“In all of us there is a hunger, marrow-deep, to know our heritage — to know who we are and where we came from. Without this enriching knowledge there is a hollow yearning. No matter what our attainments in life, there is still a vacuum, an emptiness, and the most disquieting loneliness.”- Alex Haley, Author, “Roots”
This page contains some basic information and resources for adoption-reunion searches in Canada.
Searching in Canada is hindered by the policies which keep adoption records closed against access by parents and adoptees. See Adoption Records/By Province on this site for province by province information regarding the situation in your province.
REGISTRIES – Provincial Governments
Some provincial governments maintain adoption registries. Some of these registries can take years before they make a “match” even if both parties have registered. Others will perform active searches on a discriminatory basis, e.g. for adoptees only but not for natural parents, siblings or grandparents.
REGISTRIES – Other
Many nonprofit groups also have registries as a volunteer service. Registering with them should be a priority for searchers. It is very important to keep your information up to date on any registry you are using. These are the main registries:
- International Soundex Reunion Registry The largest reunion registry in the world — hence the best chance of finding a match.
- Origins Search and Reunion Registry
- Long Lost Family
These are all nonprofit volunteer organizations. If you find your family through one of them, please consider donating to the organization to help it stay active and helping reunite other separated families.
If you are born in Canada, adopted and taken to the United States, contact the U.S. Dept. of Immigration and obtain a copy of your Entry Visa. This form should show your full name at birth. This is required for all persons taking up permanent resident status in the U.S.
States with open records (for adoptees only).
- New Hampshire
- Soon to join their ranks are Illinois, possibly New Jersey, and Rhode Island.
FOR FIRST NATIONS ADOPTEES: STATUS ISSUES
To determine whether an adoptee is entitled to “Registered Indian Status,” you must make an official enquiry to the Department of Indian and Northern Affairs.
Send a copy of the adoption order along with a written request to the following address:
Office of the Indian Registrar
Ottawa ON K1A 0H4
ATTN: Adoption Unit
There are many volunteer searchers across Canada, both independent and belonging to volunteer organizations such as Origins Canada and Parent Finders. If you wish to contact a search-angel, join these organizations and it’s possible that someone can help you.
< Phone books and Henderson Directories
- Public libraries often have older editions on-hand. Older phone books may produce leads such as names of close relatives who can be traced and called. Henderson Directories (City Directories) were produced for many cities across Canada and often listed all the adult residents of a dwelling and their occupations.
Search Engines and Member Directories:
Newspaper and Obituary Indices:
- Halton Newspaper Index (Burlington, Halton Hills, Milton, and Oakville.): http://news.halinet.on.ca/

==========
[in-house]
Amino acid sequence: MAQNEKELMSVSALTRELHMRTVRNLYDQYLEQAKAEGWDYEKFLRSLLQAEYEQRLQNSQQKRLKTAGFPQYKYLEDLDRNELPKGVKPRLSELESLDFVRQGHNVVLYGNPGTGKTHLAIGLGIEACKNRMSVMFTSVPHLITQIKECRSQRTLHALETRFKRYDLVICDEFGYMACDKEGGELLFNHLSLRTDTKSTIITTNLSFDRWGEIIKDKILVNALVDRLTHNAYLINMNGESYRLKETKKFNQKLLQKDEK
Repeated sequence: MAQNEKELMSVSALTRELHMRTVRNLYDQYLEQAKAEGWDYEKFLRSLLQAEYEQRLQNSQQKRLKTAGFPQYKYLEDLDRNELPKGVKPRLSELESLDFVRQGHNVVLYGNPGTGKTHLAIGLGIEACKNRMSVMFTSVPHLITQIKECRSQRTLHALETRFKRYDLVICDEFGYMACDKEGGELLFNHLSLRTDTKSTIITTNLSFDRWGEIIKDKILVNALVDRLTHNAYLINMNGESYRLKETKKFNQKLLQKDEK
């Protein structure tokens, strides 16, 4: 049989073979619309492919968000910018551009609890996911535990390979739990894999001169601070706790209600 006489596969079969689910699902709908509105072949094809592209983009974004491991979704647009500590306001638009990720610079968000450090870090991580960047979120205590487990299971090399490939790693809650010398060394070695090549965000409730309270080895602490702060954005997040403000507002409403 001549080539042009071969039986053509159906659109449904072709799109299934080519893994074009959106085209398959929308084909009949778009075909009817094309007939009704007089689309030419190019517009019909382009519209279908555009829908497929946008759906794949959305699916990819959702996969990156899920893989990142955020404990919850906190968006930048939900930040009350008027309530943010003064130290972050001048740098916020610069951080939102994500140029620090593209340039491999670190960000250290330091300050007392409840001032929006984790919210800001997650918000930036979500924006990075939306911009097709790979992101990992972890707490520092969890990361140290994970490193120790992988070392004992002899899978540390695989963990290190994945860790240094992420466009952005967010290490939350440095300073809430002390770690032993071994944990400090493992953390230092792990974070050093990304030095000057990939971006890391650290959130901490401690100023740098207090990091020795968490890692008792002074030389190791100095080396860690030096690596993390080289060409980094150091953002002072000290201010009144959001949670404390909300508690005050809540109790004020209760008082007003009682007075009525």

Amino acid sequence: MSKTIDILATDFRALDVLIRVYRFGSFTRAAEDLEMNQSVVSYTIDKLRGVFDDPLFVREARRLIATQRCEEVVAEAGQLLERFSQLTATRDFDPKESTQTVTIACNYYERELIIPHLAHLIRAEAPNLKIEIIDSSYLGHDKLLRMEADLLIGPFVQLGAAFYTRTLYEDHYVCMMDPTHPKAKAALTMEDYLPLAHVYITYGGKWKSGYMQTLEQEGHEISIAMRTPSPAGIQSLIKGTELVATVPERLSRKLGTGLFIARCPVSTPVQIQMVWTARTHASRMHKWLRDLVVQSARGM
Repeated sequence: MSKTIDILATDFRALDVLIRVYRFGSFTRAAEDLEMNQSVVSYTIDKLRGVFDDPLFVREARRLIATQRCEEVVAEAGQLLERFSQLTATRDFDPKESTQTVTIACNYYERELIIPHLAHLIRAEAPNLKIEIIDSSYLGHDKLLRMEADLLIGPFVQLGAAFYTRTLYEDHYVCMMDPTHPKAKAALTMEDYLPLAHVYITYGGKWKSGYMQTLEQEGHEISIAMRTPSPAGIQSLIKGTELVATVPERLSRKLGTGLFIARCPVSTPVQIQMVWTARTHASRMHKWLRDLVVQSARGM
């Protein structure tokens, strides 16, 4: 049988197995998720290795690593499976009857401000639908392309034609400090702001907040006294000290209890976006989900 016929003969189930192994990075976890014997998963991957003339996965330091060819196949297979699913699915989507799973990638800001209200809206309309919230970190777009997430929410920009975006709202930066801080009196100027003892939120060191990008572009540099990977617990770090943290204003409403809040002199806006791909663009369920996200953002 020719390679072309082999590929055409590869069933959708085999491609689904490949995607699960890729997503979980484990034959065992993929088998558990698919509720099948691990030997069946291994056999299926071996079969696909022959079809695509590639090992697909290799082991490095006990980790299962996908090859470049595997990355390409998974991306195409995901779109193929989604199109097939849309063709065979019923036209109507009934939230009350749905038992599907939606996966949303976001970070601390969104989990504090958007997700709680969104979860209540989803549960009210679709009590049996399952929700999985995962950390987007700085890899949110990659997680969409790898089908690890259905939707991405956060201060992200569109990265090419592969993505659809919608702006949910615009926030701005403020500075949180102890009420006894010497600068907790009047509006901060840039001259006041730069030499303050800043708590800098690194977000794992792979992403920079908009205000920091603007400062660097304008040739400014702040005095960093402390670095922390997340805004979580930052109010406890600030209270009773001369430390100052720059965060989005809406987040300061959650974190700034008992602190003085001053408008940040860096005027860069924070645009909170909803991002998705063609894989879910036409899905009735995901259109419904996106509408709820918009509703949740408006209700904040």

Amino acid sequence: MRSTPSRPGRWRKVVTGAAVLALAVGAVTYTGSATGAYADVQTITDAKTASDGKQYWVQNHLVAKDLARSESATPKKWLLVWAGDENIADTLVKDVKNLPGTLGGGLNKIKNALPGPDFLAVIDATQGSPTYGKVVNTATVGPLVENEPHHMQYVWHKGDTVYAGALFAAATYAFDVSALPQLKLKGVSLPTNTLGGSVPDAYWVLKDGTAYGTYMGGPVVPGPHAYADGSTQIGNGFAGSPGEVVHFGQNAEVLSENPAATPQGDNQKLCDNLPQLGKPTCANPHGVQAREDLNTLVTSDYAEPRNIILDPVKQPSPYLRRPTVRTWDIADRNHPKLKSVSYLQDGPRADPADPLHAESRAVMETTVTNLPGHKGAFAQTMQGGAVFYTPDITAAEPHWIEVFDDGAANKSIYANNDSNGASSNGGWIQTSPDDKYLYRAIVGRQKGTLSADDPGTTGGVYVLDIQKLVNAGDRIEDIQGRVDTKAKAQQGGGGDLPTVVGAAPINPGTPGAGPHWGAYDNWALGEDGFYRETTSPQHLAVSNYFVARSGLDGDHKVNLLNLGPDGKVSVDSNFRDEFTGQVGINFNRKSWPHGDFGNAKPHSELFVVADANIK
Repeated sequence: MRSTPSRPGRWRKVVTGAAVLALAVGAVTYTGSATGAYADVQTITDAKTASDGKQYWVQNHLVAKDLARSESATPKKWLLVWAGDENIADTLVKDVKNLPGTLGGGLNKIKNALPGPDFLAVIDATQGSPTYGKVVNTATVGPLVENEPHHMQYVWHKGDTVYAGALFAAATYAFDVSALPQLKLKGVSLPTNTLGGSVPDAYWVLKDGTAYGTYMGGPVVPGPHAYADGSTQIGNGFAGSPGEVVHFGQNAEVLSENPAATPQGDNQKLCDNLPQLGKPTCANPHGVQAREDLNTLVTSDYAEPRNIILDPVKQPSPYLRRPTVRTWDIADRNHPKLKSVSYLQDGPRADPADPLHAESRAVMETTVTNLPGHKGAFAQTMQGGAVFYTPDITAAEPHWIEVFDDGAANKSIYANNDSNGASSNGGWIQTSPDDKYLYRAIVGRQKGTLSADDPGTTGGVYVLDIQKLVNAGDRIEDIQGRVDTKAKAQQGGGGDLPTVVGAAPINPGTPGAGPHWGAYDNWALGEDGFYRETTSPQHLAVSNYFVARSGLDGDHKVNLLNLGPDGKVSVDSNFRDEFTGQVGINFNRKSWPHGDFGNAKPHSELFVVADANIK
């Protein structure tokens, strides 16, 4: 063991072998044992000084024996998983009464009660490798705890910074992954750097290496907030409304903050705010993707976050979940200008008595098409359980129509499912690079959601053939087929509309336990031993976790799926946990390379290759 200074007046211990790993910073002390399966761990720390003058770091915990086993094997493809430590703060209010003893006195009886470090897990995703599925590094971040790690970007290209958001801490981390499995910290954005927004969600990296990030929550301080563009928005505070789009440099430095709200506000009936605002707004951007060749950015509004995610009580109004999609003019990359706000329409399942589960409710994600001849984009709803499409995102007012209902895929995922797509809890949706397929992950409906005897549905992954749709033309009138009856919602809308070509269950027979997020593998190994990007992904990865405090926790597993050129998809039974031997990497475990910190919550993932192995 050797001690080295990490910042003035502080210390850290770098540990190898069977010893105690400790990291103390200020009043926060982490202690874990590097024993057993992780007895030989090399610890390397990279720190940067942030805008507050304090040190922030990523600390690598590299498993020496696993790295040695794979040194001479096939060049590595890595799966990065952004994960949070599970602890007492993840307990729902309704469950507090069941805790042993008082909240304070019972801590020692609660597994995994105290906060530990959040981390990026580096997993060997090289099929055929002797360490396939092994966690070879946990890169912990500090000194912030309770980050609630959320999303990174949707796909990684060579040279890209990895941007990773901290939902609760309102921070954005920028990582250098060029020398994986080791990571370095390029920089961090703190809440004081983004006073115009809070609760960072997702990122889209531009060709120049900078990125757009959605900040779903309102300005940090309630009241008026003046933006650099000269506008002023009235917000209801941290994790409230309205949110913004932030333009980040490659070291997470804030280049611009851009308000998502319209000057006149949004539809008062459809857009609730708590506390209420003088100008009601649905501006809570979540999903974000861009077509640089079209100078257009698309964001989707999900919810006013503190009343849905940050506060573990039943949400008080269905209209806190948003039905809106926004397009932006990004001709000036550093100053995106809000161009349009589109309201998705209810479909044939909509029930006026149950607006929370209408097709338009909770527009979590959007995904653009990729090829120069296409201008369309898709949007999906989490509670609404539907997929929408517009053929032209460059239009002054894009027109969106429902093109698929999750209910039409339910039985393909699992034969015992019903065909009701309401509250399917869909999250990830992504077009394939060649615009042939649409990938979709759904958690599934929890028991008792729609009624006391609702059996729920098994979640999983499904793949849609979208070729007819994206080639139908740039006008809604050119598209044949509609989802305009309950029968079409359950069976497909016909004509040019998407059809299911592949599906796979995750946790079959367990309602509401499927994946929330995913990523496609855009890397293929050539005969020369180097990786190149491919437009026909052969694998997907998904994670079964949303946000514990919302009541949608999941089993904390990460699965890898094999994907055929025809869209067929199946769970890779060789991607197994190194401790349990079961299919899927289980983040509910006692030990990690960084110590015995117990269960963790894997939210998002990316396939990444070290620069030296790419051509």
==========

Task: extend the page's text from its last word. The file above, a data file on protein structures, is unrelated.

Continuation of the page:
- Obituary Depot: http://www.daddezio.com/obituary/depot.ca/index.html
- BC Archives Deaths Search: http://search.bcarchives.gov.bc.ca/sn-378224B/gbsearch/Deaths
- Rootsweb (free): http://www.rootsweb.ancestry.com/
- Family Search
Newspaper articles, obituaries, public notices, genealogy pages – any of these might come up in the search results.
If you are an adoptee, your natural parent’s place of birth may be on your birth registration. Searching may come up with a family with the same name in the same city. This is a good lead and should be followed-up. Searching phone books and city directories in the local public library of that area is often a good start, to find out who extended family members are of the person you are seeking, and where they may currently live. Canada-411 is another good resource.
Social Insurance Numbers:
The first digit of a SIN usually identifies the province in which it was registered, as listed below. However, the government has found it necessary in the past to supply certain regions with SIN numbers assigned to other regions.
1: Atlantic Provinces: Nova Scotia, New Brunswick, Prince Edward Island, and Newfoundland and Labrador (this may also cover overseas residents).
4–5: Ontario (#4 includes overseas forces)
6: Prairie Provinces (Manitoba, Saskatchewan, and Alberta), Northwest Territories, and Nunavut
7: Pacific Region (British Columbia and Yukon)
8: In use, geography unclear
9: Temporary resident
0: Not used (Canada Revenue may assign fictitious SIN numbers beginning with zero to taxpayers who do not have SINs)
Divorce records are public. You must know the County in which the decree was granted. Use the background history to narrow down the time frame.
Contact the Court office where you are searching for local directions.
Cemetery Aids can be very useful. The Ontario Cemetery Finding Aid is a database of over 3 million interments in Ontario. This database consists of surnames, cemetery name and location and can be accessed at
Another cemetery finding aid of the British Columbia Cemetery Finding Aid at
DNA testing is the most accurate way of proving a blood relative. Go to
See “How Adoption Records Grew Secret” by Elizabeth Samuels for more information on the secrecy of closed adoptions.
Copyright Origins Canada Inc. 2010